Here’s a screencast where I break down Jeanette’s solution to the animated cubicle person so you can see how she did it.  I also expanded on it a bit and built a simple feedback interaction.  You can see the tutorial here and the published example below.  I also added the PowerPoint file to the downloads section if you want to play around with it or use it in a course.

The Rapid E-Learning - cubicle dude

Click here to view the demo.

Free Image Generator

There are all sorts of free image generating applications online.  If you’re on a limited budget, why not take advantage of them to create some assets for your elearning courses.  David Anderson presents a few solutions with some ideas on how you can use them in your courses.

The Rapid E-Learning - free image generators

Torn Hole Graphic Effect

Here are a few tips on how to create bullet holes for your elearning courses.  I guess this comes in handy if you’re working with street gangs or drug cartels.  Even if you don’t need bullet holes, these are good tutorials to practice doing on your own because they help you learn to use PowerPoint as an illustration tool.

The Rapid E-Learning - bullet hole graphics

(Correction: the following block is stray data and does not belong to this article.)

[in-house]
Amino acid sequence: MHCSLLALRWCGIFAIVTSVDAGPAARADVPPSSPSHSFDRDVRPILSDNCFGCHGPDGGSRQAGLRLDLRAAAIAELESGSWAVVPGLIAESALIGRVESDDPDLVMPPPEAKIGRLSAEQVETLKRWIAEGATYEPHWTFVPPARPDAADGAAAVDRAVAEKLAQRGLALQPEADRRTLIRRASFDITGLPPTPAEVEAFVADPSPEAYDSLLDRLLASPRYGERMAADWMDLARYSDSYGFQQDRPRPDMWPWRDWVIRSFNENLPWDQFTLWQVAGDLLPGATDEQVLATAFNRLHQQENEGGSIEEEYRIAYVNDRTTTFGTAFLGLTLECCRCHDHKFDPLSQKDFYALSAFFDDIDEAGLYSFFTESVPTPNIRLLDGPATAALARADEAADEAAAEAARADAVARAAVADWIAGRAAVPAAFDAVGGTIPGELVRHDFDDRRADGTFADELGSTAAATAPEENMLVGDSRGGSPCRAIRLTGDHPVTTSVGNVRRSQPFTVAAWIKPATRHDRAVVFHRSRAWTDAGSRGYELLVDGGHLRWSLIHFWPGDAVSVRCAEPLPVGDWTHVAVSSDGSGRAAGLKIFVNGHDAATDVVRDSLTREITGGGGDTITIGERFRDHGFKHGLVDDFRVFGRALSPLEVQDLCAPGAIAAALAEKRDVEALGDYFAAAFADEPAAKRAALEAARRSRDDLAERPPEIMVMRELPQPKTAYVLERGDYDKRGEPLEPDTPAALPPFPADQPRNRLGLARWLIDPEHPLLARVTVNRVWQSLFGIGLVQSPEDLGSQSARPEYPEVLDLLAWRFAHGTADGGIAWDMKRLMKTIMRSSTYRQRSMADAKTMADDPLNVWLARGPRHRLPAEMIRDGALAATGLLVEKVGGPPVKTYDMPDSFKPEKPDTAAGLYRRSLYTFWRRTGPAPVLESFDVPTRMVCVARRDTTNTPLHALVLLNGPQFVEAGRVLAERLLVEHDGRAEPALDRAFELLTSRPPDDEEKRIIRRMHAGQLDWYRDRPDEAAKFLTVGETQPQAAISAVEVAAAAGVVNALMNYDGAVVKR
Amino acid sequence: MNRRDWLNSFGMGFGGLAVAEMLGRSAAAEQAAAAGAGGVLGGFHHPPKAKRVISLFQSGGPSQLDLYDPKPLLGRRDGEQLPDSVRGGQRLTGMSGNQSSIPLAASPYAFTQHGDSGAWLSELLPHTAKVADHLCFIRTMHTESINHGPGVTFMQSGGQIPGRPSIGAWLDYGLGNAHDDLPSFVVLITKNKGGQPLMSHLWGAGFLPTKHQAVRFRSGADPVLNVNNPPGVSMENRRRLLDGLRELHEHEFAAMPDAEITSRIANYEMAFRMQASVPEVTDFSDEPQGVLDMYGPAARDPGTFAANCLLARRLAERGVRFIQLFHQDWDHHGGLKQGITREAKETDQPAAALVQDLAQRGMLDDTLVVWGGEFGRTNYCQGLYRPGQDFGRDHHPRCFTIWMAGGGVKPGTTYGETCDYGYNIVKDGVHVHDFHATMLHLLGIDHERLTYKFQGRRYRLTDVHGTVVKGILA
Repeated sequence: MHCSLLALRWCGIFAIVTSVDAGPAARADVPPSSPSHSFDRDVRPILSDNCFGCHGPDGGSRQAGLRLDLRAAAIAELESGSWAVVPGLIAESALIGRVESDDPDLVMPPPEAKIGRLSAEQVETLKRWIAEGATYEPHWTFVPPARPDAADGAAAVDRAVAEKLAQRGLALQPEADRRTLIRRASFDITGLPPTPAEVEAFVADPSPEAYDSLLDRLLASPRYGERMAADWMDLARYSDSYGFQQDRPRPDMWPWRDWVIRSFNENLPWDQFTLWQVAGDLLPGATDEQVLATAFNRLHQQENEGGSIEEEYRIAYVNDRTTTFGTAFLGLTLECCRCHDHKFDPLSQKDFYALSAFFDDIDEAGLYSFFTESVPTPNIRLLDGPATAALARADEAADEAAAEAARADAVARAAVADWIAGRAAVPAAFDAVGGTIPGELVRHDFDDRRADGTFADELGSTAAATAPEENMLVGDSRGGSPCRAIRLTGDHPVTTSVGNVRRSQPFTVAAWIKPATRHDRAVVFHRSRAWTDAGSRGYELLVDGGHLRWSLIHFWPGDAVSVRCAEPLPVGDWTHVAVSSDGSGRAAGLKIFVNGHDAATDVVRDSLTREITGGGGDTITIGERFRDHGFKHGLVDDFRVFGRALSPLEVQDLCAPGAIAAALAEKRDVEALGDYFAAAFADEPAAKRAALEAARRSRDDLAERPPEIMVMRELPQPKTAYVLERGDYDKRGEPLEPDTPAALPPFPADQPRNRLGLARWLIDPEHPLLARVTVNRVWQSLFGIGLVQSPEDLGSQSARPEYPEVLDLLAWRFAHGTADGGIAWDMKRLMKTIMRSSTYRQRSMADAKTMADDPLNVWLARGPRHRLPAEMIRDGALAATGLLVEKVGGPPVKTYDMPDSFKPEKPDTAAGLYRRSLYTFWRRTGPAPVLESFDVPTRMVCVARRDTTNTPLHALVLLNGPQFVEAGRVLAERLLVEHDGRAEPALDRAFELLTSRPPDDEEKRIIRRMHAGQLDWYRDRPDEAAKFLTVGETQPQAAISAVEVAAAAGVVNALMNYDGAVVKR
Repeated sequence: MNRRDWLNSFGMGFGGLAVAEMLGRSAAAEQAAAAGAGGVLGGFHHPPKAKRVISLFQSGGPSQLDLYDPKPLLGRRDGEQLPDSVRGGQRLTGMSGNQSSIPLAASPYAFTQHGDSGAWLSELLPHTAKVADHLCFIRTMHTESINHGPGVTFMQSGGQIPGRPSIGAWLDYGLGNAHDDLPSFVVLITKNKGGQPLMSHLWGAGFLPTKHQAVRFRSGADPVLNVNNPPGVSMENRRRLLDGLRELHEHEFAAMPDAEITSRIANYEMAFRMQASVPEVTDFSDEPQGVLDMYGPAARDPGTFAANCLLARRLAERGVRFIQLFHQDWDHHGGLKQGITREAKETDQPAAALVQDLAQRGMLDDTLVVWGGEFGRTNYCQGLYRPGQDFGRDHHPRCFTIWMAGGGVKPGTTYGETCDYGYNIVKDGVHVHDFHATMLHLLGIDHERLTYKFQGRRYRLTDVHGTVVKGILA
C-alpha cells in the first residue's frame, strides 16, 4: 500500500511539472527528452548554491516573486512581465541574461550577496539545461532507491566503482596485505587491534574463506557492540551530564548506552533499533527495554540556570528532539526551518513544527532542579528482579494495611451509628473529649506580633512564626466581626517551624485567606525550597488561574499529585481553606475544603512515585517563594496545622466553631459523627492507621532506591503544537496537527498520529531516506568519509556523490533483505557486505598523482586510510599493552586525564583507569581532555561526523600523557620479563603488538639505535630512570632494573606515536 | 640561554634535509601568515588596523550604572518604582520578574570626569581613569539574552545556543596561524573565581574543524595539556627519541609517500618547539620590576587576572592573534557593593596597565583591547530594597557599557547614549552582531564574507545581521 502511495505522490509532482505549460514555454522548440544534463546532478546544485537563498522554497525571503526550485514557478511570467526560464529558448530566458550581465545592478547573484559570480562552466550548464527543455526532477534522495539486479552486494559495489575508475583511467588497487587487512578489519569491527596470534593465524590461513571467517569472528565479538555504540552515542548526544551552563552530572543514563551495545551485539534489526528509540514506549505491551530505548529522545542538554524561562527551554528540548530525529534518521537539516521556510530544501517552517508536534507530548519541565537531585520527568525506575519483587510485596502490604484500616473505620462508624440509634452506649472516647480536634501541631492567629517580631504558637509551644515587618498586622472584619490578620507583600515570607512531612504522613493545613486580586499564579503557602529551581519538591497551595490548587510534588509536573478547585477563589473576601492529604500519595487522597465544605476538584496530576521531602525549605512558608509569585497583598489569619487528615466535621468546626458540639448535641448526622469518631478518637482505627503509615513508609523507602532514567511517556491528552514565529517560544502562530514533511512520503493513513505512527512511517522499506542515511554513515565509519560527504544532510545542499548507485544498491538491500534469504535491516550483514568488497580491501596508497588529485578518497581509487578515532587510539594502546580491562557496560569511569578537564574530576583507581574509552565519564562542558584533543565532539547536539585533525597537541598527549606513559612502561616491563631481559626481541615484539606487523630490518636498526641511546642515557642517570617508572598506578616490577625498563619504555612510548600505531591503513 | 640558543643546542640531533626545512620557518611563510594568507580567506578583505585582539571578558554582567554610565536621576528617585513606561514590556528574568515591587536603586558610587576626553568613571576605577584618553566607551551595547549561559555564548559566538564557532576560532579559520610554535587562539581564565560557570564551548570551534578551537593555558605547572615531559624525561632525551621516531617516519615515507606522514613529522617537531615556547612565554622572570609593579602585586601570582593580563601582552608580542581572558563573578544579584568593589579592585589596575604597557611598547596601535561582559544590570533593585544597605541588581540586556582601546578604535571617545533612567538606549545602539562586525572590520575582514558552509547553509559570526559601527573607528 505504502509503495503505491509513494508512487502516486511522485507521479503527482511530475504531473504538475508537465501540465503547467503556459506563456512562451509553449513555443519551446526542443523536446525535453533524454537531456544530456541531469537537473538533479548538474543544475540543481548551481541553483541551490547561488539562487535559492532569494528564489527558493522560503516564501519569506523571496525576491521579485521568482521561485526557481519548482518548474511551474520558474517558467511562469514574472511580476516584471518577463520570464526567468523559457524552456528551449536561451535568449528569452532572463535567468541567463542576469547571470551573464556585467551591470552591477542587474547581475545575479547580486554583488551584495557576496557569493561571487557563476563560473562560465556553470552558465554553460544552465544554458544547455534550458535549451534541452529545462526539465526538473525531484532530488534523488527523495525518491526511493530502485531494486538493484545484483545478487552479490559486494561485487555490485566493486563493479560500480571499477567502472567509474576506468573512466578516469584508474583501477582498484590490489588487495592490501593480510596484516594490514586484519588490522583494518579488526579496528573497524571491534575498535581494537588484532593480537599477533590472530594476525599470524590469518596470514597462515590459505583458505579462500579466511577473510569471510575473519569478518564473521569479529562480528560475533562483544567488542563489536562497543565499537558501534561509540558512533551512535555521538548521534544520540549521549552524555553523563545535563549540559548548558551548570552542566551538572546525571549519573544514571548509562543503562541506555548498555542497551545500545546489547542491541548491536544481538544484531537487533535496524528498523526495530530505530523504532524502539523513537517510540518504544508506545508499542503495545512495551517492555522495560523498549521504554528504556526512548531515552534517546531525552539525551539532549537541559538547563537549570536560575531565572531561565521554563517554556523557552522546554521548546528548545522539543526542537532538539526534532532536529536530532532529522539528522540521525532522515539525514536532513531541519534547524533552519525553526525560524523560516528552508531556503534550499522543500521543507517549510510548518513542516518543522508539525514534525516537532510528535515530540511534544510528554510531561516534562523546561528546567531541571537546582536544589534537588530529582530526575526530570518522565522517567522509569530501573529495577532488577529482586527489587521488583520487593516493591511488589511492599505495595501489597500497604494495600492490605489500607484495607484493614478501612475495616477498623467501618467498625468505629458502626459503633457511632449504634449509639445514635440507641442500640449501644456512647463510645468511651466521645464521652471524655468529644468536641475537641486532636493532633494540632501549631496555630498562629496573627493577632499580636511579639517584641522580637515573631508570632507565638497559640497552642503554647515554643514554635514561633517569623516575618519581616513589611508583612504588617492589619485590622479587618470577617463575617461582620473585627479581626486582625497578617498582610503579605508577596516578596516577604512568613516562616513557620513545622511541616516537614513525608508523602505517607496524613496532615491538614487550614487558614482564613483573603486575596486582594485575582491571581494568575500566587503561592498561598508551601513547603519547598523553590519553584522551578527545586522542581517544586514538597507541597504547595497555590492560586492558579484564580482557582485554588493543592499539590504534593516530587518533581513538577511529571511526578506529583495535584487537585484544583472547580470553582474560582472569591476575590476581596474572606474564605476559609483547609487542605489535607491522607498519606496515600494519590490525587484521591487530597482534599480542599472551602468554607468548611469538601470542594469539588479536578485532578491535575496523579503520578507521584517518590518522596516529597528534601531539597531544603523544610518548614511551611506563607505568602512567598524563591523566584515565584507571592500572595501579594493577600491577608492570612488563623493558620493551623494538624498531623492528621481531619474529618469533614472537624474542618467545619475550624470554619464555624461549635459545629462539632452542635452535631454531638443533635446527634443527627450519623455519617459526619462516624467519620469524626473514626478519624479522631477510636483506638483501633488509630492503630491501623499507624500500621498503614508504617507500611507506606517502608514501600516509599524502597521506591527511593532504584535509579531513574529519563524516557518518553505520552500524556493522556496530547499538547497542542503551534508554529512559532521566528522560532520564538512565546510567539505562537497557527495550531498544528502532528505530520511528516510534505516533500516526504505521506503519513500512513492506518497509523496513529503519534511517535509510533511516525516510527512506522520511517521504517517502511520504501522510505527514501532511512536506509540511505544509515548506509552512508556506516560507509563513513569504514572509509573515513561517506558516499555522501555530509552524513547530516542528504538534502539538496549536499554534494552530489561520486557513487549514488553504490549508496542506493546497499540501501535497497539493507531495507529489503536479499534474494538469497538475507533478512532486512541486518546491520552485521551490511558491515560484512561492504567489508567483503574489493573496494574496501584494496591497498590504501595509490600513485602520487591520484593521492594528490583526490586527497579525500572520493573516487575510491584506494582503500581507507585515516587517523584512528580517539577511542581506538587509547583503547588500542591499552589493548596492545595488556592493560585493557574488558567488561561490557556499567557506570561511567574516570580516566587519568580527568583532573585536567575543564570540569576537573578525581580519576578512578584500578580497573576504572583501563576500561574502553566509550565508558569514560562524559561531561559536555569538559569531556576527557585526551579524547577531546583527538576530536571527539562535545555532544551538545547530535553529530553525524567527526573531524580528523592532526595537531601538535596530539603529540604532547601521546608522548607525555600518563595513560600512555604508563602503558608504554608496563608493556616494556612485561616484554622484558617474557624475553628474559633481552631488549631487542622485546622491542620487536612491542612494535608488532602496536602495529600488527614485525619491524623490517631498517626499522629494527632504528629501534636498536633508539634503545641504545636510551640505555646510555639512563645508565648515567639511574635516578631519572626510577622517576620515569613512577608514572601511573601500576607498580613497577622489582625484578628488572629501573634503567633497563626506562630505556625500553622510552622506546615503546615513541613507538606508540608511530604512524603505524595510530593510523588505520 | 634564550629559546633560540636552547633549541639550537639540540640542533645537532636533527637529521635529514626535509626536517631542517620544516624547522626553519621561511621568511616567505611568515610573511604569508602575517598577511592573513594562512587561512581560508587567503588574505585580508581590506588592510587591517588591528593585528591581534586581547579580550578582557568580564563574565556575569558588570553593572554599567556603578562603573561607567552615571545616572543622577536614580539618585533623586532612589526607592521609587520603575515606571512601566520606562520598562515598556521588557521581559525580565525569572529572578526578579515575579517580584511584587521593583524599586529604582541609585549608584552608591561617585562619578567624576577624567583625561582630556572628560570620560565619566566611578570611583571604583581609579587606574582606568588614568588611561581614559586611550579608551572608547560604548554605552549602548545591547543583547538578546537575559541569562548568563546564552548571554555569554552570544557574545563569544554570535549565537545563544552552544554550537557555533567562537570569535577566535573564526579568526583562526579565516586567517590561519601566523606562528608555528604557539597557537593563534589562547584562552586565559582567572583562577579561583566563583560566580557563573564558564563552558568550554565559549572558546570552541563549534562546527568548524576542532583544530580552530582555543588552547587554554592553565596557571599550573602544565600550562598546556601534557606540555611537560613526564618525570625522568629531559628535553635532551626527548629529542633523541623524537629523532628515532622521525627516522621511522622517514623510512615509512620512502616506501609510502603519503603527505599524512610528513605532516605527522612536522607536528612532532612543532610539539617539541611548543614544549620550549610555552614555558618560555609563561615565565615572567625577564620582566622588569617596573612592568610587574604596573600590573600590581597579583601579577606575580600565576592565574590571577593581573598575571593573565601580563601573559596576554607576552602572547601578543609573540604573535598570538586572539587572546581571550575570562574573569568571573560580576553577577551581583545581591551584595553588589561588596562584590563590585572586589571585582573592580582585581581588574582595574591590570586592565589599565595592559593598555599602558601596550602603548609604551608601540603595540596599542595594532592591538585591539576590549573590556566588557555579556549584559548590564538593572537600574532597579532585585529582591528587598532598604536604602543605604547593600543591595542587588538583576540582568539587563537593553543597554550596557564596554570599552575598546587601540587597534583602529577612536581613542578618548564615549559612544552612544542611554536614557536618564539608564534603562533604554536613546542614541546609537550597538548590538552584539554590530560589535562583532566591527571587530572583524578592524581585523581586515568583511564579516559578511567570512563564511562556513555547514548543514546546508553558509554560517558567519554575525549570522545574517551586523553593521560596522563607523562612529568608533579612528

Get Busy with the Bezier

Speaking of PowerPoint as an illustration tool, the Bezier tool in PowerPoint gives you the capability to create virtually anything.  It’s just a matter of learning to use the tool.

The Rapid E-Learning - use PowerPoint's Bezier tool

Fortunately, Diane Elkins (author of E-Learning Uncovered: Articulate Studio ‘09) gets you going in the right direction with this quick tutorial. 

She shows how to trace objects using the Bezier curves to create your own custom clip art and illustrations.  As you can see, once you master the techniques you’ll be able to create almost anything.

Page Curls are the Justin Bieber of E-Learning Graphics

Unless you’ve been living in a cave, you’ll no doubt recognize page curls as the hottest visual design technique for elearning courses since Dr. Werner introduced the next button.

The Rapid E-Learning - create page curl effect

Good thing for you the elearning community is hopping with page curls.  Check out these tutorials and feel free to download the ones already created.  Be sure to use them now, because soon Bieber will be Baio and page curls will be next year’s screen beans.

Free Downloads:

If you’re currently part of the community, then you know that these tutorials are just the tip of the iceberg.

There’s a lot to be gleaned from your peers in the elearning community.  You’ll save time by learning some production tips and you’ll be able to download a bunch of free assets.  You may even make a few friends.

Upcoming E-Learning Events

  • October 6: Amsterdam. 10 Production Tips from the E-Learning Challenges by David Anderson. Register here.
  • October 21: Sydney. 3-Hour Articulate Virtual Event: 10 Production Tips from the E-Learning Challenges, Creating Engaging Software Training in Rise 360, and more. Register here.
  • October 29: ATD Nashville. Here's Why You Need an E-Learning Portfolio.

Free E-Learning Resources

Want to learn more? Check out these articles and free resources in the community.

Here’s a great job board for e-learning, instructional design, and training jobs

Participate in the weekly e-learning challenges to sharpen your skills